The Holocaust Historiography Project
Auschwitz, by J.-C. Pressac
Drawing 2003

It could possibly be argued that Dejaco, pressed for time, left out the chute which was unimportant in this drawing, the main purpose of which was to show the creation of a stairway from the north yard of the Krematorium to the basements. But the ground floor plan confirms the abolition of the chute, for a storeroom is installed in its place. This drawing was made at a time when work on Krematorium II was well advanced and the main structure was completed, so only part of the modifications were actually realized in the building. The stairway was built, as can still be seen in the ruins, but the corpse chute was also built, no doubt because it was already in place when drawing 2003 was made. At a later date, in order to avoid the lower end of the chute interfering with the passage of victims from Leichenkeller 2 to Leichenkeller 1, the chute was enclosed behind a wooden wall.

Keeping the chute meant that if necessary the Krematorium could easily return to being a “normal” facility. By eliminating it completely, Dejaco clearly revealed that the role of the building was no longer to cremate people dying in the camp, but to cremate people dying on the spot. During the trial of Walter Dejaco and Fritz Ertl, considered to be the Krematorium architects, a trial held before the Vienna Assize Court from 18th January to 10th March 1972, drawing 2003, which formally accuses Dejaco, could have led to his being found guilty (Dejaco alone). The main Bauleitung drawings of Krematorium II (932, 933, 934, 936, 980, 1301, 1311, 1173, 1174, and 2197] were furnished to the court by an envoy from the Warsaw-based Central Commission foe research into Hitlerian crimes in Poland, Mr Stanislaw Kaniewski at the 25th session on 1st March 1972. but they were studied for only one hour between 11 and 12 o'clock), during which time there was much quibbling about the size of the pillars supporting the Leichenkeller roofs, which one witness claimed were hollow. Drawing 2003, drawn by the hand of Dejaco himself, was not even cited as such. The designated expert, incapable of understanding these drawings, virtually admitted defeat. There was no correct and detailed exploitation of this valuable historical material. Needless to say. the case against the two accused was dismissed for lack of evidence.

As it appears on drawing 2003, Krematorium II offered the following possibilities with regard to large scale extermination:

  1. The victims arrived on foot or were brought by truck to the north yard of the Krematorium. then went down the steps to the basement and were directed to Leichenkeller 2 where they undressed. Then, naked, they were pushed into Leichenkeller 1, the door or doors closed on them, and they were gassed.

    However, some people, arriving at the bottom of the steps in the vestibule at the junction between Leichenkeller 1 and 2, before going into Leichenkeller 1 might have been worried by the disquieting aspect of the entrance to a room presented as a shower room. If the doors were closed, they saw a wooden door with a sizeable peephole and heavy bars to close it. If the doors were open they would see a forest of pillars, some concrete, some in very heavy wire mesh. The famous dummy showers, fixed to the ceiling, would be virtually invisible from outside the room, being masked by the reinforced concrete beams supporting the roof. Whatever they saw, these people might have doubts about this “shower room” and recoil, or even revolt, something the SS wanted to avoid at all costs.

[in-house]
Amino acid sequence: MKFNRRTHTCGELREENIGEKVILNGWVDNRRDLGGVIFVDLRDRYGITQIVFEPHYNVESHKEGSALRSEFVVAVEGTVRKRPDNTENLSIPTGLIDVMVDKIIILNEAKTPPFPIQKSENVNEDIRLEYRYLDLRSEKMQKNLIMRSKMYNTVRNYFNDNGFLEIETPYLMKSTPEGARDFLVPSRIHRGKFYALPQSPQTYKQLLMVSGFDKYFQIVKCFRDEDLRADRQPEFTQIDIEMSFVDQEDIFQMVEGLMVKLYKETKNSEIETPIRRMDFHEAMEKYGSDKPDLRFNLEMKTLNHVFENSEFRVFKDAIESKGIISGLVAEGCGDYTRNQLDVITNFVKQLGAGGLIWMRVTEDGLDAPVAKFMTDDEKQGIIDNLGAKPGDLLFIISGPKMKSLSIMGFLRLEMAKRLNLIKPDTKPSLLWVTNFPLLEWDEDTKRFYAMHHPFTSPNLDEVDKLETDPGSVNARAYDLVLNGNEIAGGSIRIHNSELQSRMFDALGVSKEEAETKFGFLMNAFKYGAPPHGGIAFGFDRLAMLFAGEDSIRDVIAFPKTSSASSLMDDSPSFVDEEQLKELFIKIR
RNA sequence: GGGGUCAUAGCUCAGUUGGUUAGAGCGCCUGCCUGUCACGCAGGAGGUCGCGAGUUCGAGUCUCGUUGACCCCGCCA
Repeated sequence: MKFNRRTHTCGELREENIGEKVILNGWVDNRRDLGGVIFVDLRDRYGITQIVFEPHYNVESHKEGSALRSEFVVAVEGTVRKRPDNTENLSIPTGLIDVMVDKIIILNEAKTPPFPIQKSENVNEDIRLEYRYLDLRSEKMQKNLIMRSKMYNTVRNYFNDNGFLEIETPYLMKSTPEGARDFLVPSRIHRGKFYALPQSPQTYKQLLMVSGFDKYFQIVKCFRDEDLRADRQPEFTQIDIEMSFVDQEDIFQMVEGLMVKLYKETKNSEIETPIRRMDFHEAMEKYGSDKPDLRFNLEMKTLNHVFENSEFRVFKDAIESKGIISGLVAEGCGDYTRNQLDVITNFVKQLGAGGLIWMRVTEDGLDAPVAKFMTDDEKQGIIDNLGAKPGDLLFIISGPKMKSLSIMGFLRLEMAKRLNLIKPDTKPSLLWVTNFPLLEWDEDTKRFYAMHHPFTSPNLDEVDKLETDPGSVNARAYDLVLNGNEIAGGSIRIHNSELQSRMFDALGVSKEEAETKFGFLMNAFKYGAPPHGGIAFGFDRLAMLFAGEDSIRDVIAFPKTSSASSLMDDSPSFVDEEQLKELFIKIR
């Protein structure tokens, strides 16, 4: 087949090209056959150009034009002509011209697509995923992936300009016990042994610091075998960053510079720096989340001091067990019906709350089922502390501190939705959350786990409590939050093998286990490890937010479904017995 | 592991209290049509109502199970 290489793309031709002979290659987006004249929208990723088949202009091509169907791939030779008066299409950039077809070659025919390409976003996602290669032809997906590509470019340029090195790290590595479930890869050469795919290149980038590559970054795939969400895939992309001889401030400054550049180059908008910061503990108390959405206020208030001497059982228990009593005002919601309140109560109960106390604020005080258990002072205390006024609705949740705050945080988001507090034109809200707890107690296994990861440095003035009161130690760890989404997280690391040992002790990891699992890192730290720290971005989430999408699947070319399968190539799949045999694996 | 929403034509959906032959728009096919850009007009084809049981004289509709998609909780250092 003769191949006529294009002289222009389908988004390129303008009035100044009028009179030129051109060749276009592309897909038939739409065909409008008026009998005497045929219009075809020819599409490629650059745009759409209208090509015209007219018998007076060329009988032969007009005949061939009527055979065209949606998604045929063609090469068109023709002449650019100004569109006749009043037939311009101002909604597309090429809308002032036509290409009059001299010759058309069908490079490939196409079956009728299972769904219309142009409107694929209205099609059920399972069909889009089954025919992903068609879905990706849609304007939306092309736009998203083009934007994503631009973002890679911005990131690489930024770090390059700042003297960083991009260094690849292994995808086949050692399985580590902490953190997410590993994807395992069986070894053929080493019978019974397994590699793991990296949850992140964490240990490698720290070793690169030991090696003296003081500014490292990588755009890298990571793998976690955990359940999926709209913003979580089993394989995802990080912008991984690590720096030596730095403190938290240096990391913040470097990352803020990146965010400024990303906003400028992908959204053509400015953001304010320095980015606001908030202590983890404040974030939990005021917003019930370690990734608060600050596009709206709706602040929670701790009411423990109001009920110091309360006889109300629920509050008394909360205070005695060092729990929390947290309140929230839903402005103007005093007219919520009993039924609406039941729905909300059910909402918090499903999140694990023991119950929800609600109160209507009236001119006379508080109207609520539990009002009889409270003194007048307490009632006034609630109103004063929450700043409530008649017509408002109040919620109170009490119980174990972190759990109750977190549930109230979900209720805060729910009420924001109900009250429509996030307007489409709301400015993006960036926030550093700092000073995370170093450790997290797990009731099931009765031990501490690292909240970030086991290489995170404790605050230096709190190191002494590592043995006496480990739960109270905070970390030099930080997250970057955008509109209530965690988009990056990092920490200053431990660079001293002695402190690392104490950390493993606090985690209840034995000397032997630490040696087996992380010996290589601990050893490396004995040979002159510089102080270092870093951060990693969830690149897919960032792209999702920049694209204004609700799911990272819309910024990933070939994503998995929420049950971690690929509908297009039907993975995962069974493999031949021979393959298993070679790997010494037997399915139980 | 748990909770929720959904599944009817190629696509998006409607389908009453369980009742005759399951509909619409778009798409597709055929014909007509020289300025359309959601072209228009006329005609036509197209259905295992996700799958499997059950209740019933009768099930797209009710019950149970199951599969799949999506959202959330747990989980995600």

This would explain why, in the “War Refugee Board” report on the extermination camps in Upper Silesia [see Part III, Chapter 1] published in November 1944, the witnesses, speaking of the earliest gassings in Krematorium II, stated that the walls of Leichenkeller 1 were camouflaged to give the impression of “a huge shower room”.

  2. The erection of a stable-type hut, running north/south in the north yard of Krematorium II made it possible to have the victims enter through the northern end, undress and emerge naked from the southern end, a few meters from the steps down to the basement, Going through the antechamber and vestibule, they were directed straight into Leichenkeller 1, crowded in and gassed. This was the route taken by the victims in the second half of March 1943, while the new access stairway at the western end of Leichenkeller 2 was being built.

    In this scenario, which was actually employed, the people emerging from the hut were naked, upset and completely defenseless, incapable of any resistance. They obeyed unconsciously, like a frightened herd of animals and the SS treated them as such. There was no possibility of any revolt.

  3. By reversing the direction in which the double doors of Leichenkeller 2 opened and making the undressing hut a permanent fixture, there was another possibility, which in the author’s opinion must have been considered by the SS. This was using Leichenkeller 1 and 2 alternately as gas chambers (both of them having ventilation and air extraction systems), This was the method planned in January 1943 for the gas chambers of Krematorien IV and V. However, the incineration capacity of the five three muffle furnaces of Krematorium II was not great enough to handle the number of corpses that would have resulted from this system, and it was never used.

Lastly, is should be noted that there is a design fault in this drawing: when the double doors of Leichenkeller 1 are opened, the right hand one interferes with the lower door of the lift. This is no doubt one of the reasons why the double doors of Leichenkeller 1 were converted to a single one opening to the left.